Reward doubled for information on P.E.I. potato sabotage
On October 2, an undisclosed number of darning needles were found in potatoes by workers at the Cavendish Farms plant in New Annan. The plant immediately stopped operations and soon the potatoes were traced to Linkletter Farms, The family-owned operation is one of the island's top potato producers and has roots in Summerside dating back to 1783.
"If there is anything good that can be said to come from this mess, it is the sense of solidarity everyone has shown us," Gary Linkletter, one of the co-owners of the farm said. "Hopefully the reward will help to identify the culprit and bring this tampering episode to an end." The product tampering case caused a huge recall of over 800,000lb (363,000kg) of potatoes, resulting in the use of x-ray machines and metal detectors in finding any suspect potatoes.
The case took on greater significance when several potatoes turned up with darning needles in them in bags bought by consumers at stores in the Atlantic provinces. Since October, an additional 10 needles have been found in potatoes from Linkletter Farms. A disgruntled employee has been dismissed as a reason for the sabotage, but something else might be afoot.
Sharon Labchuk, a member of the Green Party of P.E.I. says she was called by the RCMP when the case first came up. “They spoke to me looking for tips, but not in an accusatory way,” Labchuk said. “Nobody I know would want to hurt a human being."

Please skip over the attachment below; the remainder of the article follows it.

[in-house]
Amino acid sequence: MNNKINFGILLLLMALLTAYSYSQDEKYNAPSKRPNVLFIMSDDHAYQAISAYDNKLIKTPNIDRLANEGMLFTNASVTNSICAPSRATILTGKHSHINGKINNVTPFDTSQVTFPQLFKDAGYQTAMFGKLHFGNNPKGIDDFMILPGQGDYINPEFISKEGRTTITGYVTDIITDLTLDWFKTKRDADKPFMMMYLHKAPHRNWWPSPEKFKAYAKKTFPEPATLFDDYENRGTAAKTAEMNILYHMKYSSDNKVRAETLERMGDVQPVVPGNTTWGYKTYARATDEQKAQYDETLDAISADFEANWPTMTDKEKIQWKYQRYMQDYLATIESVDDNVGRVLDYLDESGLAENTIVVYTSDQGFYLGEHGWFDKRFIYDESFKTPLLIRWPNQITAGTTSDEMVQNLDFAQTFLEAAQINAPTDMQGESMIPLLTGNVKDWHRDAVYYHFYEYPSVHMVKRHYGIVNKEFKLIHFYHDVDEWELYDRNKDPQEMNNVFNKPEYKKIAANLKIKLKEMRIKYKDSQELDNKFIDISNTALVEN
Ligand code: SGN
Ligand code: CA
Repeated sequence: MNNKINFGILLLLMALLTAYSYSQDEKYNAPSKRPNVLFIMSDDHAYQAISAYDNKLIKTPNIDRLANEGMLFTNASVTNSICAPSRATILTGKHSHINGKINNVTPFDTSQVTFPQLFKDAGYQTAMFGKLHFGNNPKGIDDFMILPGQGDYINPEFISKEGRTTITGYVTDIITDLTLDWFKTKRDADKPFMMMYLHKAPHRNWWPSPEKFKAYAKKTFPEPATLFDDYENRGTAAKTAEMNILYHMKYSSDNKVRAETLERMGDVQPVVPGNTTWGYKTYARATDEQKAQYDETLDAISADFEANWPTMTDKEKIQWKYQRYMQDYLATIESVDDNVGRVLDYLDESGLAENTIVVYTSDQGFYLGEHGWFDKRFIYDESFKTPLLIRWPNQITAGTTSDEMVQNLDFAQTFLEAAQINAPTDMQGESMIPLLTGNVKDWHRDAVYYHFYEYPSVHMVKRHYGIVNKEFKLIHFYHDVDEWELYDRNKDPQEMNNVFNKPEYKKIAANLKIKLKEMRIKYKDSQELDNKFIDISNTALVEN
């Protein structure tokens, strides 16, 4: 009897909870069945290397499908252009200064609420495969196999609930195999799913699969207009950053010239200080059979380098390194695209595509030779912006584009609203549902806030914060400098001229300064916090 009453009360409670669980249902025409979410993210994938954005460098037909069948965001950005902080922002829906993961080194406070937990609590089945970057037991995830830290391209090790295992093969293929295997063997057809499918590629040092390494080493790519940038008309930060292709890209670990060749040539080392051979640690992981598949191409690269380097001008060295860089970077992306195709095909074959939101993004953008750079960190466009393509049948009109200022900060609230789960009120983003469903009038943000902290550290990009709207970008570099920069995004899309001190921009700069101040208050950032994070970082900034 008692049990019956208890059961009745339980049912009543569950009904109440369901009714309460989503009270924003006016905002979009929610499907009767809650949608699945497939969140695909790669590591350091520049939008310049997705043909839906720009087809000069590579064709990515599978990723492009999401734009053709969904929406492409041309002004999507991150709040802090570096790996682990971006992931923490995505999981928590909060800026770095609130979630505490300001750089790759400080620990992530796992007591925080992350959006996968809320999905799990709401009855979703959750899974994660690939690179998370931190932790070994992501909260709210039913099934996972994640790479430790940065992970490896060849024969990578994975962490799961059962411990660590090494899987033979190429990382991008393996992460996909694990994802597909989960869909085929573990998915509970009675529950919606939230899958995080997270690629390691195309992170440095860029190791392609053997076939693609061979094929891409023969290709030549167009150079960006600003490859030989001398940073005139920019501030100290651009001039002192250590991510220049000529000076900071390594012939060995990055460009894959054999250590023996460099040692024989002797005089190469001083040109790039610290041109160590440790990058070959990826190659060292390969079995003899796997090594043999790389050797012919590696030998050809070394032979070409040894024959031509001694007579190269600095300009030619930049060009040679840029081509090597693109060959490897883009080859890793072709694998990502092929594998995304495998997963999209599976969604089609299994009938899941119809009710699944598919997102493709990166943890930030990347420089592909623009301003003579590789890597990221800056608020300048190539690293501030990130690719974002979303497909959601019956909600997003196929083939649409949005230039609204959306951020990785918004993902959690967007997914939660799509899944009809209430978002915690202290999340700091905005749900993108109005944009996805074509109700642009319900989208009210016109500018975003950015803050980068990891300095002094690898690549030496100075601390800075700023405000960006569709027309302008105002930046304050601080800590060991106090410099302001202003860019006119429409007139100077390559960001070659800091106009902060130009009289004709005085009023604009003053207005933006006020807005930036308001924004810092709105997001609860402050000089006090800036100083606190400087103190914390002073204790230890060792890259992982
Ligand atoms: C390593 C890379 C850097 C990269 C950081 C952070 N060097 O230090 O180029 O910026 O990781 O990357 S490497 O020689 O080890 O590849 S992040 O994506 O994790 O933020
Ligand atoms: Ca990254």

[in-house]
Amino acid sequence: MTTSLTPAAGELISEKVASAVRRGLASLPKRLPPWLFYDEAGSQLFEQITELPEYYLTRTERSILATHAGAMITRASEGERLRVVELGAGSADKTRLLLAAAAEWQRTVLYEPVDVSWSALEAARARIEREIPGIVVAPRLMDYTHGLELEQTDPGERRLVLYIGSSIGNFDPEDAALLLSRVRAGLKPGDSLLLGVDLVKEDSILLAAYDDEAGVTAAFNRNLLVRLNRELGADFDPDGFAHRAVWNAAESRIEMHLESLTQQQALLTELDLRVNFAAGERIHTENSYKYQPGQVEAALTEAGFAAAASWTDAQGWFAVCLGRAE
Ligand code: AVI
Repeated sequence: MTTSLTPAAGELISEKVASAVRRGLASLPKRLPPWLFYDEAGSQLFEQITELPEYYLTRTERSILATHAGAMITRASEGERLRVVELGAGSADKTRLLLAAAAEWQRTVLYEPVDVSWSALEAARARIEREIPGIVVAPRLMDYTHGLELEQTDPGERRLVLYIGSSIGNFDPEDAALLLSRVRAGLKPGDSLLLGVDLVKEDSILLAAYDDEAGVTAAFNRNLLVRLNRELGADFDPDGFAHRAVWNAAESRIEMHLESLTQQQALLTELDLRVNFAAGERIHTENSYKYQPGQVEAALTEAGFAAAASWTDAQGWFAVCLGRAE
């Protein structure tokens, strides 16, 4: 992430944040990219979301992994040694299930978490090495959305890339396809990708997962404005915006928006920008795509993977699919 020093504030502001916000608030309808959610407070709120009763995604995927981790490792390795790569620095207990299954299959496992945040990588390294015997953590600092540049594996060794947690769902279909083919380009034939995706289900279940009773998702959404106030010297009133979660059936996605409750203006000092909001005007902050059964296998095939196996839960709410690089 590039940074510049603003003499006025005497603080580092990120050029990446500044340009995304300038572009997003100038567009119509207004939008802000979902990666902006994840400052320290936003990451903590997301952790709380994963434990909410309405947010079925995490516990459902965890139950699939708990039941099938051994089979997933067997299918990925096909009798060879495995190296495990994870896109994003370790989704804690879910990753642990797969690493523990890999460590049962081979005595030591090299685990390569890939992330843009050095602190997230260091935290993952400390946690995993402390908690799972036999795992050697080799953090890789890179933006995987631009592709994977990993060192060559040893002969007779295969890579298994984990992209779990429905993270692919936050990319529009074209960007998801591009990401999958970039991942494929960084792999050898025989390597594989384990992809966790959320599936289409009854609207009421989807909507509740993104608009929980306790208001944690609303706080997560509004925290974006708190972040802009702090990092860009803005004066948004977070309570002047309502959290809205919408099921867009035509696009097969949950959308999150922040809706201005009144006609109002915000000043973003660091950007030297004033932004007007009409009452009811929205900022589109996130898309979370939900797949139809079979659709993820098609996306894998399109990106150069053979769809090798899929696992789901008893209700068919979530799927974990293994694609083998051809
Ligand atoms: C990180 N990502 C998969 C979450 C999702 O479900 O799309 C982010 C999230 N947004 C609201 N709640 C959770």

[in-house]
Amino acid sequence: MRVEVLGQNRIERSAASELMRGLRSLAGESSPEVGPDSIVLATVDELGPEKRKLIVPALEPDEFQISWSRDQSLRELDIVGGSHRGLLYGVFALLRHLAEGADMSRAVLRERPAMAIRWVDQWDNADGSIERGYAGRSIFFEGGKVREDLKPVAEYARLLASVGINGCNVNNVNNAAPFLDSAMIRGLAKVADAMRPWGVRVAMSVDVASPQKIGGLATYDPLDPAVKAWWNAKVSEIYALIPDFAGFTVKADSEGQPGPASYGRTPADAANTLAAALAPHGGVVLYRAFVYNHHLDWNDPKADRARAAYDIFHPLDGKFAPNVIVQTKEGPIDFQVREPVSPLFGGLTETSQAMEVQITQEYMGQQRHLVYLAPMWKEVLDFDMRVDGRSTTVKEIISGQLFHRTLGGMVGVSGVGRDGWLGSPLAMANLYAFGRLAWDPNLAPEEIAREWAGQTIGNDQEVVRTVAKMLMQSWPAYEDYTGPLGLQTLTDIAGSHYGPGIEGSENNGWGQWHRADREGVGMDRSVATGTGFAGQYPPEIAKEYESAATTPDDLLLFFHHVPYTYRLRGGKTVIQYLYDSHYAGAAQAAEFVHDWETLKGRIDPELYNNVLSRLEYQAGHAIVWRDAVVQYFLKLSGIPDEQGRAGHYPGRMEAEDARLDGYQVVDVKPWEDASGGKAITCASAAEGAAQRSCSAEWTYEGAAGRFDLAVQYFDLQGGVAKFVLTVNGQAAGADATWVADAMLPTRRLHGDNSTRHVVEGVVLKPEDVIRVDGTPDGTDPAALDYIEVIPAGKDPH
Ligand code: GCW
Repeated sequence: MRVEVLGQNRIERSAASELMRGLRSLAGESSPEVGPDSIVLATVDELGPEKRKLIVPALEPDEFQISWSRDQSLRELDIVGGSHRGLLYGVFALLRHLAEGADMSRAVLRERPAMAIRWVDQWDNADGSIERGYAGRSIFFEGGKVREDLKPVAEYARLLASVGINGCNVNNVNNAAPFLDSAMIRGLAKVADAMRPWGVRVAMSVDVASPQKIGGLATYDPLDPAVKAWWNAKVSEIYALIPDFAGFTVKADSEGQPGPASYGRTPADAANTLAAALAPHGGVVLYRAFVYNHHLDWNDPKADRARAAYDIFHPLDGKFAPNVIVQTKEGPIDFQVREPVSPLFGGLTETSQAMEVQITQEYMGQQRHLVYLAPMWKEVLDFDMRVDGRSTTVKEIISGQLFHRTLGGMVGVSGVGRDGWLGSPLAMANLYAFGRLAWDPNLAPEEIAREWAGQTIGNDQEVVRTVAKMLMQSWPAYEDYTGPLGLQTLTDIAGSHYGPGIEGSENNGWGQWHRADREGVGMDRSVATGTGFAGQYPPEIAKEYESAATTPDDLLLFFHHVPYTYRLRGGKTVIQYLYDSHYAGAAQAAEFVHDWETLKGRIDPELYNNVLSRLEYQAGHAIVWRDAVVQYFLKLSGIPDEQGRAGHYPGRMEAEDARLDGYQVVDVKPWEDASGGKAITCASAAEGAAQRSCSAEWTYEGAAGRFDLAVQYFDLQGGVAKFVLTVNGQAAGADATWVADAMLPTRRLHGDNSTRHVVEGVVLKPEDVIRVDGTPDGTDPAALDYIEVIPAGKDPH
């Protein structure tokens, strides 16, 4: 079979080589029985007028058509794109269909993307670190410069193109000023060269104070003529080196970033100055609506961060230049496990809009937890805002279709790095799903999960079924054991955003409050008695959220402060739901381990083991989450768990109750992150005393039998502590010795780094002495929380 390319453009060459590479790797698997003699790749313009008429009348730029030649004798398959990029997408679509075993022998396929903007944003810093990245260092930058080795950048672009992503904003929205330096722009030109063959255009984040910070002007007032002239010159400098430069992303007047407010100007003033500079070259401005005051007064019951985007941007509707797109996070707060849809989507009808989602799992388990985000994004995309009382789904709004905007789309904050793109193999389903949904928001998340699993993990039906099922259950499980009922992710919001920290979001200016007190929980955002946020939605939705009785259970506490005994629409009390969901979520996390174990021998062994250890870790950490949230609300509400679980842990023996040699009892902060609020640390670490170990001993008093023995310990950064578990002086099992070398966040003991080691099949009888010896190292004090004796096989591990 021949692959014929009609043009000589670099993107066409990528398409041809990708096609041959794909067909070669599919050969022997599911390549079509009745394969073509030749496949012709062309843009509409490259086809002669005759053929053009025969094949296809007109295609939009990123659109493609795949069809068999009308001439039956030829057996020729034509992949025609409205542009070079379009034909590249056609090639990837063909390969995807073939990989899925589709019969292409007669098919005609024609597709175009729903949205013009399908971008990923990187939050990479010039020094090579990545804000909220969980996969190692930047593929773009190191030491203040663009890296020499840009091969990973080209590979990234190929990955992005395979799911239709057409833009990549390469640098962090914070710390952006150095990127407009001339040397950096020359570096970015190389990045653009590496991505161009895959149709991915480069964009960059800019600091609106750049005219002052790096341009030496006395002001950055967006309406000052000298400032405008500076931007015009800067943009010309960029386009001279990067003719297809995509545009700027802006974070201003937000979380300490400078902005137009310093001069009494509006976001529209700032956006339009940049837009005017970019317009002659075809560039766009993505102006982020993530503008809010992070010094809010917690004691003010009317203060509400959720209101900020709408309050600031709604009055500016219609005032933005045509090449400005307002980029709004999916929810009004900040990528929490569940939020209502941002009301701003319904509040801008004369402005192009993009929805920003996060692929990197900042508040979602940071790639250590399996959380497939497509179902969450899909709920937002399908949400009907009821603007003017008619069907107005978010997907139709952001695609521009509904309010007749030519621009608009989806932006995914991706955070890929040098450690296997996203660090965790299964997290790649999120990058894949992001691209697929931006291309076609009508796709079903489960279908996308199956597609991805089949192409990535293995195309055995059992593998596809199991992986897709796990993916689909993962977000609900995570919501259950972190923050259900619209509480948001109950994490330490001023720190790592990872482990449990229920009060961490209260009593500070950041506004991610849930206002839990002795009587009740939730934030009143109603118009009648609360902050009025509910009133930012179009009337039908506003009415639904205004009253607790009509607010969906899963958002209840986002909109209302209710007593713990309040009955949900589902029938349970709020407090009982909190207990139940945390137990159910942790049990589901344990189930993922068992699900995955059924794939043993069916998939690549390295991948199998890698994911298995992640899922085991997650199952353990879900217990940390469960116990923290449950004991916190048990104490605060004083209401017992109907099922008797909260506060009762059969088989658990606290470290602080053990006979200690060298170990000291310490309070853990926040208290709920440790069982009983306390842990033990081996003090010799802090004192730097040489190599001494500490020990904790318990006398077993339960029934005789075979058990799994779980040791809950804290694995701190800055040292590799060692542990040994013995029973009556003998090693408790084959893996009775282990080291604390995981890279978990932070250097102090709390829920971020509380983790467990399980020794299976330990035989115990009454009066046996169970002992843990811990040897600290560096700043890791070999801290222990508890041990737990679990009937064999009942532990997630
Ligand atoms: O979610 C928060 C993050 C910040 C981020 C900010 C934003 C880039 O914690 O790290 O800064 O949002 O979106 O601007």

But she mentioned the rift over deep-water irrigation wells that exists between environmentalists and the billion-dollar-a-year potato industry on P.E.I. Robert Irving, the president of Cavendish Farms says his company is a major purchaser of P.E.I. potatoes. Back in June, he went before a legislative committee in Charlottetown, urging the provincial government to end the moratorium on deep-water irrigation wells.
He threatened the committee, saying if they didn't rescind the moratorium, they would lose his business. "Irrigation provides higher crop yields, and better quality potatoes," Irving argued. Gary Linkletter also spoke at the legislative committee meeting, arguing that potato growers wanted a definitive answer to the question: "Were deep-water wells bad for the environment, or not?"
Labchuk, being an environmentalist, says, "Of course they are," referring to deep-water wells. Potato farmers have a different opinion, saying increased access to water for irrigation will help to increase production. It appears to be a stand-off. So, who would stick a darning needle into a potato? No one knows, for sure.